Competing Spectacles by Tony Reinke, Free for CAPC Members
Reinke wants to help readers not be manipulated and enthralled by the spectacles of our media age. Instead, he shows that we see the greatest spectacle of all in the Cross.
Every Tuesday in The Kiddy Pool, Erin Newcomb confronts one of many issues that parents must deal with related to popular culture.
I admit that I was skeptical of Paddington, fully expecting it to be a mutilation of a beloved childhood story; when I saw the initial reviews of the film, I swallowed my humble pie and headed to the theatre. I’m so glad I did.
While there will always be, for me, an excess of physical comedy in this kind of film, director Paul King brought substance and charm to the picture as well. Woven throughout the movie were references to classics of children’s literature; I got nervous initially about the explorer plotline, anticipating a Babar-esque tale of colonialist capture, but the movie mercifully and smartly resisted that, showing a story of cultural exchange instead of domination. I’ll say no more on that point here, since it would spoil the main conflict of the film.
There were several specific references to British children’s literature, with a poignant scene of a lonely Paddington offering a pigeon a crust of marmalade sandwich. “Feed the Birds” from Mary Poppins started to run through my head, and the pigeon (and company) make repeat appearances, culminating in a London rooftop scene that nearly had me singing “Chim Chim Cher-ee.” The larger themes of kindness, care, and community shone through from the P.L. Travers classic, too.
In one of the most poignant scenes, Paddington’s Aunt Lucy sets him up as a stowaway and reminds him that the English have a history of taking in children and loving them as their own. She puts the tag marked “Please look after this bear” around his neck and references the London bombings that sent so many children, themselves tagged, riding the rails toward the countryside and safety. I thought of the Pevensies from Lewis’ The Lion, the Witch, and the Wardrobe, “sent away from London during the war because of the air-raids.” The scene is amplified in the 2005 film adaptation where we see the emotional and bustling station. And, of course, there’s Platform 9 and ¾ as well as King’s Cross Station from the Harry Potter series, both of which play with the significance of railroads in British children’s lit. Train stations serve as scenes of life-altering events; they move us, literally and figuratively.
The conflict in Paddington comes from Nicole Kidman’s character Millicent, an eclectic, egomaniacal taxidermist who falls in line behind The White Witch and Cruella de Vil—a crew of British female villains who delight in animal torture. With a PG rating for “mild action and rude humor” (including an absolutely disgusting ear wax scene), the film can be intense for smaller or sensitive kids. And while the story has been modernized, it retains all of author Michael Bond’s original warmth; the titular bear is sweet, gentle, and polite, and the Brown family sloughs off its rude and rushed exterior to reveal a family who genuinely loves one another, with affection to spare.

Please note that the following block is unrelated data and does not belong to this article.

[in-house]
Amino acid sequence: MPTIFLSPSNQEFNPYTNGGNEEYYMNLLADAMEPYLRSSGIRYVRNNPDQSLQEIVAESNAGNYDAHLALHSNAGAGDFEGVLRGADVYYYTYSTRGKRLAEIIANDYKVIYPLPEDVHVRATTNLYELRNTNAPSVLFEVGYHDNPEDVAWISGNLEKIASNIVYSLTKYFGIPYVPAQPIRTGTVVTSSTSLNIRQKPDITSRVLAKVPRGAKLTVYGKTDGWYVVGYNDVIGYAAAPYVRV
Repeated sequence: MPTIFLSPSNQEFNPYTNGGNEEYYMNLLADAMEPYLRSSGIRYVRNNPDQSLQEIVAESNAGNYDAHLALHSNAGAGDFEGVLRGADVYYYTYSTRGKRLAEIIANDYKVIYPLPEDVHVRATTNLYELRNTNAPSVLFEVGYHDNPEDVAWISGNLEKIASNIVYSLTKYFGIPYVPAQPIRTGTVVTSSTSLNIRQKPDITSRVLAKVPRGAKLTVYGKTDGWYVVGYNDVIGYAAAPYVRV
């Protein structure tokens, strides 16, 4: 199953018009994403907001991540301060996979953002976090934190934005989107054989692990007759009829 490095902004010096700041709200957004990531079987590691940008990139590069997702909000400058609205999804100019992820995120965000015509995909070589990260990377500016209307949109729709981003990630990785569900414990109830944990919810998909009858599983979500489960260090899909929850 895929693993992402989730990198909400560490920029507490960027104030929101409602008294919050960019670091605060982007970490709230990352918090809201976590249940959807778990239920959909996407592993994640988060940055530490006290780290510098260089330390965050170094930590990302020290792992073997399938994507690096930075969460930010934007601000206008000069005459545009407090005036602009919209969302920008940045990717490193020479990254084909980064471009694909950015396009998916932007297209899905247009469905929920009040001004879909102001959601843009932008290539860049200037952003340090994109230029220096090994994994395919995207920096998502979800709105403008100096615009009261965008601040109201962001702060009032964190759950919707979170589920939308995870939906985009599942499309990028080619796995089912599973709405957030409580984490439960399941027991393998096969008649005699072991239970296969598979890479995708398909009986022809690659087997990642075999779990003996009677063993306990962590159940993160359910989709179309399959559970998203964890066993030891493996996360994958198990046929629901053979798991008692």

Paddington’s arrival in London makes a liar of his family’s explorer friend, showing the bear a city that always rains but never smiles or even notices the strangers in our midst. The bear is bustled and ignored, and the Browns take him in begrudgingly on the insistence of Mrs. Brown (played by the quirky and lovable Sally Hawkins). Their transformation illustrates the problems not only with how so many of us treat strangers, but also with how so many of us treat the ones we claim to love the best. The lesson of Paddington—that real homes are defined by love and real families by care regardless of species—asks audiences to consider the ways we show God’s love in a world consumed by busyness and fear.
It’s a fast-paced film with a slow-down message. The character Mr. Gruber (an antiques shop owner played by Jim Broadbent) reminds viewers of the consequences of disregarding and distrusting so-called strangers. A Jew who escaped from his homeland during the Nazi occupation, he tells Paddington of his own train ride into England, where (to paraphrase) his body traveled faster than his heart. This reference deepens the film’s connection to history even further, layering the allusions of children’s literature and war onto the story of a bear in London in the present.
How easy it was to overlook the treatment of the Jews—or to look away. How easy it would be for the Browns to overlook a small, sticky bear—or to look away. And how easy it would be for us to overlook the lonely, the homeless, the sad, the strangers in our midst, but instead God calls us to feed them and love them and serve them. I understand that a marmalade sandwich, kept under one’s hat for emergencies, is a great gesture to begin with. Or so says a little bear called Paddington.
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